Wray Johnston (Skip) sent this picture taken in March, 2011.

Wray Johnston (Skip) sent this picture taken in March, 2011.

I’ve a lot of great memories of BHS—great friends, good teachers, fun times. I also did my share of dumb stuff. But at this stage, who cares? One memory that sticks out that’s a combo of great and dumb is being “chairman” of the “poster committee”. The committee was nominally a part of student gov’t and was pretty much just me arriving an hour before school and staying after most days a couple more hours making signs on 3 ft. wide butcher paper for dances, football games, this or that club. Whatever. I date the beginning of my career in graphic design and advertising from here. Anyway, in the first few weeks of doing this, after a long day and a couple hours after school already, our new BHS principal (whose name I successfully repressed for most of my life but was reminded of it not long ago by an old classmate—thanks, Mike!) came up to the poster room with a request. He wanted a large “Welcome” banner to be hung across the front of the school for a big deal important district (or something) meeting of educators. Like me, he was new at his job and wanted to make an impression. I told him I’d do it first thing in the morning. I was tired, hungry, facing a mile and a half uphill walk home and a pile of homework. I was probably also pretty cranky and not particularly impressed with authority at the moment. Not good enough, he said. His meeting was at 8 that evening. He insisted I stay and reminded me that, impressed or not, he possessed considerable authority over my life. His parting instructions were to just leave the finished work in the hallway. The janitor would install it before the meeting. In those days, way before digital printing and so on, making posters was all done by hand. Painting 3-foot high letters on a roll of paper that spread at least 20 or 30 feet down the hall was not something you just dashed out. It was a one-letter-at-a-time process that took several cartons of that crumby powdered poster paint we’d used since Kindergarten to complete. I finished just before the meeting time, left it on the hallway floor, schlumped home and went to bed. Next morning, I arrived back at the poster room (tucked behind the balcony of the auditorium), ready for new assignments. The principal was already there, hands on hips and, to put it mildly, pissed! “You did that on purpose!” he fumed. I was totally lost, thinking maybe I’d spilled some paint or something. “Did what on purpose?” I asked, which seemed only to deepen the purplish color in his face. “You know what you did! You did it on purpose because you were mad I made you stay late! You did it just to embarrass me!” More clueless than usual early on a school day, I stammered back, “What…?” It was then I noticed the janitor standing behind him, his hand over his mouth, seemingly enjoying this encounter too much. “The janitor will show you what you did to me!” And he stormed off toward the office. I looked at the janitor. “What?” “Oh, you’ll see…” he grinned and led me down the stairs and out to the front of the school. I noticed kids coming into the main doors, staring upward. The janitor took me out to the front sidewalk and pointed back to my work hanging across the front of the auditorium… “W E C L O M E !” Maybe the janitor was busy. The sign stayed up all day.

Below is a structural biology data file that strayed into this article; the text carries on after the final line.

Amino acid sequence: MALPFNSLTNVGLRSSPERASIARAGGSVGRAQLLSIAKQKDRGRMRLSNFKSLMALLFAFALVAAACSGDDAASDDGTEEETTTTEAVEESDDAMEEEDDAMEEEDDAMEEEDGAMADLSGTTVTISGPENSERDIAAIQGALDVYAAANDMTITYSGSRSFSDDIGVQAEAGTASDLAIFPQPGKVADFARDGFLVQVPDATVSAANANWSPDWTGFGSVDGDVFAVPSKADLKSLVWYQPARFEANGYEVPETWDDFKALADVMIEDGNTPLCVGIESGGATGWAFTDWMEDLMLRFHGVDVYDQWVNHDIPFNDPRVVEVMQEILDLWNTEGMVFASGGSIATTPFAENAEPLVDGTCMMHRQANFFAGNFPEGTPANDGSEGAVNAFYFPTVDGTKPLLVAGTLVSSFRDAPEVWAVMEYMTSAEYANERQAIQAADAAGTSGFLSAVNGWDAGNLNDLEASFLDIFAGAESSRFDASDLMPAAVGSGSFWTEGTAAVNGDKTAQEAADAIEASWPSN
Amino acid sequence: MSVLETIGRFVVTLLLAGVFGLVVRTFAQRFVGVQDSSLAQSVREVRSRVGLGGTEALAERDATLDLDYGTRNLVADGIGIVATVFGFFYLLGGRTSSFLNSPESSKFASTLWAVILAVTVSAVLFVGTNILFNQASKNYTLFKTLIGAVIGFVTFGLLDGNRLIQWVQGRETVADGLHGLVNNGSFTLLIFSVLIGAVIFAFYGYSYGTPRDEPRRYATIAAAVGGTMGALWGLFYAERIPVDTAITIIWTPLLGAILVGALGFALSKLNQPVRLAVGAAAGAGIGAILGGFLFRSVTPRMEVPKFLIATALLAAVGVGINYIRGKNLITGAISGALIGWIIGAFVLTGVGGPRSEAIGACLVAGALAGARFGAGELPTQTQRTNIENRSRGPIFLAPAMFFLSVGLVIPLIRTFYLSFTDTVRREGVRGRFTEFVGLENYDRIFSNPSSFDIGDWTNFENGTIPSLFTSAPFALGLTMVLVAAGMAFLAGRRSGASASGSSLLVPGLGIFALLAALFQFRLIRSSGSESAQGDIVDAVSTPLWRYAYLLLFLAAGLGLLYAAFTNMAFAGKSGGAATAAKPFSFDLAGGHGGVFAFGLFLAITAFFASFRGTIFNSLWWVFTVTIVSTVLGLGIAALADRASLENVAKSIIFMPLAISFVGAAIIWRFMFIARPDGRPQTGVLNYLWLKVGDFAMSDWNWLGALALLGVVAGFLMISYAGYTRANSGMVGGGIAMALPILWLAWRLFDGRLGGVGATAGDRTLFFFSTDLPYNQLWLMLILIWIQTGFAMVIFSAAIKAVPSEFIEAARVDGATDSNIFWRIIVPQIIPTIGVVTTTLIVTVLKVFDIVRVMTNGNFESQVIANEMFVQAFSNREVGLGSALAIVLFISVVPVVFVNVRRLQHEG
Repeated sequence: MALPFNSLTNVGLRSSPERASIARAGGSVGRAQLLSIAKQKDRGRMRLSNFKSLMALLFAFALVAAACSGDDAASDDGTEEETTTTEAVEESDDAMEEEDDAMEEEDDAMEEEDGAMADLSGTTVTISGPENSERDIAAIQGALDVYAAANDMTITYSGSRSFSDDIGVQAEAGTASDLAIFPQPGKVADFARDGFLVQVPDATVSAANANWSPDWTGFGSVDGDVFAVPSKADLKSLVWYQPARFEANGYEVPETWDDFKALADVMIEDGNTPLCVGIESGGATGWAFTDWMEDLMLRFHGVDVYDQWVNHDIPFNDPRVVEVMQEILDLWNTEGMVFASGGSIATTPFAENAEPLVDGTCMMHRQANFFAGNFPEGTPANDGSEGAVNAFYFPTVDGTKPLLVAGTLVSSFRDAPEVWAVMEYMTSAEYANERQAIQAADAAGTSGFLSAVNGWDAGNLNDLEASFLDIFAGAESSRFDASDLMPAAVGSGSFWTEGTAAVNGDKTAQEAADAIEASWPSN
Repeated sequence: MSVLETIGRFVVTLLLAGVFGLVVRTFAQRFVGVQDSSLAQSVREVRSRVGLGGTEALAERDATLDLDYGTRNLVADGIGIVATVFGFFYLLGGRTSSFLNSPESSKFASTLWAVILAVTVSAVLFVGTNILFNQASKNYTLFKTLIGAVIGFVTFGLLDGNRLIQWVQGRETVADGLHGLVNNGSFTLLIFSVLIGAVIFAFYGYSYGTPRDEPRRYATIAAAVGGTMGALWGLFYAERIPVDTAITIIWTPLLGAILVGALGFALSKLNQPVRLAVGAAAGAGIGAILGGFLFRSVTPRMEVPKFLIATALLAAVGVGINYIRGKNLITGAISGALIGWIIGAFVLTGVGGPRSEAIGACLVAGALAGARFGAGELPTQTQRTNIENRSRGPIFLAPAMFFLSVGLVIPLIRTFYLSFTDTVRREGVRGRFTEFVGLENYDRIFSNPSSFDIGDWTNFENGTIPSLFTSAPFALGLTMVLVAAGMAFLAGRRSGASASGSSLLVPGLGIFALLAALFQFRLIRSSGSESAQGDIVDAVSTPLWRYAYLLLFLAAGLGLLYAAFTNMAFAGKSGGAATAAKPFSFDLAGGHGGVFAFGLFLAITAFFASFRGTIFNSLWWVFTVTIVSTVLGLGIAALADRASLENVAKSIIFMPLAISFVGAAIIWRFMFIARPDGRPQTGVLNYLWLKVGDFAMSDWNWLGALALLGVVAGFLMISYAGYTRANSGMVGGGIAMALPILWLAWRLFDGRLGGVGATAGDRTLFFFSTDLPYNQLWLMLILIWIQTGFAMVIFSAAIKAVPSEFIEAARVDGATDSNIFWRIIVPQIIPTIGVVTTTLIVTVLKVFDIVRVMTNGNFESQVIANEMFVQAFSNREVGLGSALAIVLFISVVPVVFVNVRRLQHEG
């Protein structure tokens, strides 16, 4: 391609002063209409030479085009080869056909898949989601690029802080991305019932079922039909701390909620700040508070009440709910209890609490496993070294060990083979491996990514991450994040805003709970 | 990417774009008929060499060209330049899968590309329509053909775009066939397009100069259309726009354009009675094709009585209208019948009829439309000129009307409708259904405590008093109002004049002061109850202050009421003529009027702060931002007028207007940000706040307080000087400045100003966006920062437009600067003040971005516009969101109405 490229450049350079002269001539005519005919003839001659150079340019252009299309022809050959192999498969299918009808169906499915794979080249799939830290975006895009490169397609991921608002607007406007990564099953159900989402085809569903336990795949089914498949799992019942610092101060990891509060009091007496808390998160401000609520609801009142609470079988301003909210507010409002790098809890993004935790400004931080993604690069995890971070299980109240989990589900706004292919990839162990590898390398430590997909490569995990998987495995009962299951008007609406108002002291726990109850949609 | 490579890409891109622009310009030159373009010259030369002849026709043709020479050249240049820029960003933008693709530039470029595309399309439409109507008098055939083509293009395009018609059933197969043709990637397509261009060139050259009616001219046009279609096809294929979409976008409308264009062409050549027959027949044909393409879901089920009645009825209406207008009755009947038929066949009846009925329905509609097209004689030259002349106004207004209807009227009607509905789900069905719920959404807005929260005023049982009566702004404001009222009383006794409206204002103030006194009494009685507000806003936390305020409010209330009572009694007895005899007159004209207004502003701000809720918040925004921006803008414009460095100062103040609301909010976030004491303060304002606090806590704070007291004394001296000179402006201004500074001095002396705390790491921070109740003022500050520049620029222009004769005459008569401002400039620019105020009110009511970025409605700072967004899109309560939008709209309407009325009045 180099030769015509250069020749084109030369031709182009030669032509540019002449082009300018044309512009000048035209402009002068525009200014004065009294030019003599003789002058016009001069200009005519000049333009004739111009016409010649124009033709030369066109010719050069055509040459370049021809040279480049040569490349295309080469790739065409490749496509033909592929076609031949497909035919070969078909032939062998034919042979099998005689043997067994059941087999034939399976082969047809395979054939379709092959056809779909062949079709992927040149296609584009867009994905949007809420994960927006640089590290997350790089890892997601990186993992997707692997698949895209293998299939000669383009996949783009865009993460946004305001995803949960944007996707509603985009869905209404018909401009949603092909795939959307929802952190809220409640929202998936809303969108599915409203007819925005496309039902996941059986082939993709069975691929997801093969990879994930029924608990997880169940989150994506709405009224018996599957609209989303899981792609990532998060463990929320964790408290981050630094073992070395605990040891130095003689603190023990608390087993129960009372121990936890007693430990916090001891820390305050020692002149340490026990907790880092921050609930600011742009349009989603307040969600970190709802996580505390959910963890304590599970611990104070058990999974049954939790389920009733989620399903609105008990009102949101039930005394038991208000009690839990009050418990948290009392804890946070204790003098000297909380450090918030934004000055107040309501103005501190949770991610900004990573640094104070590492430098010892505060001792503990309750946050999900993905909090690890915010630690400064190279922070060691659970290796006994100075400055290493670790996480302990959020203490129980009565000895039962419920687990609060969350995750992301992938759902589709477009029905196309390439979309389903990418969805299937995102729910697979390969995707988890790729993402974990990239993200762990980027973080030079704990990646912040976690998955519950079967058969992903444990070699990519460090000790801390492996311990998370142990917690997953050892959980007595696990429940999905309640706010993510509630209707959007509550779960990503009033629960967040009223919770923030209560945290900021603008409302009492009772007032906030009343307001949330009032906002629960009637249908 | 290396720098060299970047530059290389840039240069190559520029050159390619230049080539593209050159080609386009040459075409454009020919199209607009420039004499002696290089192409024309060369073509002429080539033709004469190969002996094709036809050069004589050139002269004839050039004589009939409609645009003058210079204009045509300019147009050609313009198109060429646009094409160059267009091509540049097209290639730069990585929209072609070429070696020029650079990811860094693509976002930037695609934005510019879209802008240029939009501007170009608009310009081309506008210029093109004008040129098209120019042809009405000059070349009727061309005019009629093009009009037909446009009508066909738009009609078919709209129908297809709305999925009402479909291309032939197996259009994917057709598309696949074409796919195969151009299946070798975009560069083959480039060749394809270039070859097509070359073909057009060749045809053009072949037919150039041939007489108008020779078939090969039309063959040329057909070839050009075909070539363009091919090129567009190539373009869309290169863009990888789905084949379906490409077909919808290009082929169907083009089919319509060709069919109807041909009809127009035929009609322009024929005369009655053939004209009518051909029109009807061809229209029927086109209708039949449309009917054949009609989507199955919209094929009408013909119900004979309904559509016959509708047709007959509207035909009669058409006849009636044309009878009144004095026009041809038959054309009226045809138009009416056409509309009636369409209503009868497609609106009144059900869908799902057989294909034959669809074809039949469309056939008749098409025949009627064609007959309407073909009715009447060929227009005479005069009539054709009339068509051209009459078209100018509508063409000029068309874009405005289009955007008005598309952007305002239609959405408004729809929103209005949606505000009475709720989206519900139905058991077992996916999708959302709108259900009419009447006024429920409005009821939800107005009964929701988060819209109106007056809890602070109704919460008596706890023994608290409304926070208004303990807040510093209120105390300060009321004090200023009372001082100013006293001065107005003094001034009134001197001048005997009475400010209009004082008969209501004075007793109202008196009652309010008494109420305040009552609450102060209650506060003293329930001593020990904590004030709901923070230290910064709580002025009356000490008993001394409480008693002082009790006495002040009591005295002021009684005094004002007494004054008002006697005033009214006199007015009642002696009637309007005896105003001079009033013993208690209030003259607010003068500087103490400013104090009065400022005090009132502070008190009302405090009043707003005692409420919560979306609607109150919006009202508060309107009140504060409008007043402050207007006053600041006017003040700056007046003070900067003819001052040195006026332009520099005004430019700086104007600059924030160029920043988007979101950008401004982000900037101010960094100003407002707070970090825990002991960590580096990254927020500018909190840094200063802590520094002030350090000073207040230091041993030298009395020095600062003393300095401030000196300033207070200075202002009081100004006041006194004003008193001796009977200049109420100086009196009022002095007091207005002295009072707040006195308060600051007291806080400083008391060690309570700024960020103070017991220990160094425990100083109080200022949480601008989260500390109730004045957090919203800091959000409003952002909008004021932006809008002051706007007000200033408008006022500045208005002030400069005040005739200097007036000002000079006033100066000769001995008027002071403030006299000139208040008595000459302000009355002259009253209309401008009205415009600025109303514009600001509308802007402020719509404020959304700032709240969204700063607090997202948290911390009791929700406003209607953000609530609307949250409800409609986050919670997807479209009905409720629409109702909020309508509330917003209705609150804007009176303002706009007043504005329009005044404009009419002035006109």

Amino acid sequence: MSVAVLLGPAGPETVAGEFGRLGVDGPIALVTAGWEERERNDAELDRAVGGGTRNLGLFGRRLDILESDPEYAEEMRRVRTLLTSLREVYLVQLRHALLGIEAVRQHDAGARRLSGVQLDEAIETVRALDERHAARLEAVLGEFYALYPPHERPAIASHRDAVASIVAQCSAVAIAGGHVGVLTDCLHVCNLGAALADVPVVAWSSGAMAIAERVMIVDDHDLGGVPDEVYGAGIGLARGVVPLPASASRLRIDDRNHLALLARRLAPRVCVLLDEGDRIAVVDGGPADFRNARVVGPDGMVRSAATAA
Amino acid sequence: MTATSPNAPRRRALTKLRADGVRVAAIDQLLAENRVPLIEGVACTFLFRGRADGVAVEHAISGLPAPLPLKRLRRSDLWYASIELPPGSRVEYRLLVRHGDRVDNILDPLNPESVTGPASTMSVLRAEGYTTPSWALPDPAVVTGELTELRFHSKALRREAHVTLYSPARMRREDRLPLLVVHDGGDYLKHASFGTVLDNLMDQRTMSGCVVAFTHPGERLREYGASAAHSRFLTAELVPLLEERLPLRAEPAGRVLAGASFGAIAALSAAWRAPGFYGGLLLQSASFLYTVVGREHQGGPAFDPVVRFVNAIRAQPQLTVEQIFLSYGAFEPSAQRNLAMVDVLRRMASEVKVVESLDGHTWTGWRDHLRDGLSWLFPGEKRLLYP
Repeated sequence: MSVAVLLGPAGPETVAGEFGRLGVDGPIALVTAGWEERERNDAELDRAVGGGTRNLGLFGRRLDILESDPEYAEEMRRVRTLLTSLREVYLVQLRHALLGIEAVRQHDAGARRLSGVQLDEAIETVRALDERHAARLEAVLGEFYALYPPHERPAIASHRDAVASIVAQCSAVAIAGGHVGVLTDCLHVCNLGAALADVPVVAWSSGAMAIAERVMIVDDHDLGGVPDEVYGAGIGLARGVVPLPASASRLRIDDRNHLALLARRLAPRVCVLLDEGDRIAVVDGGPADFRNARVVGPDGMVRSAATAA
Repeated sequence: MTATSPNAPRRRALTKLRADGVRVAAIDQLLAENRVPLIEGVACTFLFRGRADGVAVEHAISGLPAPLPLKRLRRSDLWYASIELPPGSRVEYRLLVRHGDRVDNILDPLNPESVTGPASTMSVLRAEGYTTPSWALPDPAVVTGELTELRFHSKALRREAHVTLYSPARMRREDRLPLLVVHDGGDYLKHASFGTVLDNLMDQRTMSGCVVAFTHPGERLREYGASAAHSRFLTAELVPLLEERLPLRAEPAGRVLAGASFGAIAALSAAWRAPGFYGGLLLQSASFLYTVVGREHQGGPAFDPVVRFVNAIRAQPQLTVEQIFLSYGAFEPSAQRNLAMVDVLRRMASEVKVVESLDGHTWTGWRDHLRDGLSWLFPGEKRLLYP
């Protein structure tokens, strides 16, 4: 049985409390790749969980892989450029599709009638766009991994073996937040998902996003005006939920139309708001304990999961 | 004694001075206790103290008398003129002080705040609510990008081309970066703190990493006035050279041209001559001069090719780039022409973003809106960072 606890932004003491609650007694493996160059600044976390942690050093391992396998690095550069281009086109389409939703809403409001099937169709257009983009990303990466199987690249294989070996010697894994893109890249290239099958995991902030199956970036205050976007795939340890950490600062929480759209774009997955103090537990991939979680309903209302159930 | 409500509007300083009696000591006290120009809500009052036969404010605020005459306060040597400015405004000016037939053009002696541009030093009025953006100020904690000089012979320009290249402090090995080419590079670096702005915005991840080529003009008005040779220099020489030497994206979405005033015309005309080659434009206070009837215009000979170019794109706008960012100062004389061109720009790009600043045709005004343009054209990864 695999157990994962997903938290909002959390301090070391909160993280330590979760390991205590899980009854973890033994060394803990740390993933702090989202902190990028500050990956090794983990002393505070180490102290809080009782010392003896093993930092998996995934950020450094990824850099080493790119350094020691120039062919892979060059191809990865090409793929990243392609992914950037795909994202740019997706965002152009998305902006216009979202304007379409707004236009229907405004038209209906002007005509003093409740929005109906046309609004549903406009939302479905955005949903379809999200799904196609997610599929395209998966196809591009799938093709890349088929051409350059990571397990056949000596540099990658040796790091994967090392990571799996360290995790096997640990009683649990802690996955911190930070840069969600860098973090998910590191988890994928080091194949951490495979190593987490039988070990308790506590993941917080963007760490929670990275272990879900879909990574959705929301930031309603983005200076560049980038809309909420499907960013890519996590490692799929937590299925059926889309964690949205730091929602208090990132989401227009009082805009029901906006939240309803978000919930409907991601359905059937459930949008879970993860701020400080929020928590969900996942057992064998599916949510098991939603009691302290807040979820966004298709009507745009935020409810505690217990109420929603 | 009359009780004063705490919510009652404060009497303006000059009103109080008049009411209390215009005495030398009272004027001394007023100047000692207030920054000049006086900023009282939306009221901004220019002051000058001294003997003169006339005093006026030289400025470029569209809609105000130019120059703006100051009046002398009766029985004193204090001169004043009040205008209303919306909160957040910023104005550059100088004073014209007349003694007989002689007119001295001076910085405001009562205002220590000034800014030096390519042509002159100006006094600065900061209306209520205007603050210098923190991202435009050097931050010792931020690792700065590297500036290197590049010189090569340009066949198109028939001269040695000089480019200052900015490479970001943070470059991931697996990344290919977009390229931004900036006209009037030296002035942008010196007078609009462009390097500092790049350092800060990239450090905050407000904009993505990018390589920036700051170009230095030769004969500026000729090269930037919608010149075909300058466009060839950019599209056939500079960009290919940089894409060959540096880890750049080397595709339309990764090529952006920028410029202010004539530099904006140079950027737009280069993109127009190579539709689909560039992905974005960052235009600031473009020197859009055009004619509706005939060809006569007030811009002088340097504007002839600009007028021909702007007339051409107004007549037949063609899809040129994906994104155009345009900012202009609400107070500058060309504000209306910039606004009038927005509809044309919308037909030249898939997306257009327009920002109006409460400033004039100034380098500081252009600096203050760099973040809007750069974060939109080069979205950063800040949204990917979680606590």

[Editor’s Note] Please check out the blog post, “Wrong Wray!” which describes two of our classmates whose names read forwards and backwards (Johnston Wray and Wray Johnston!)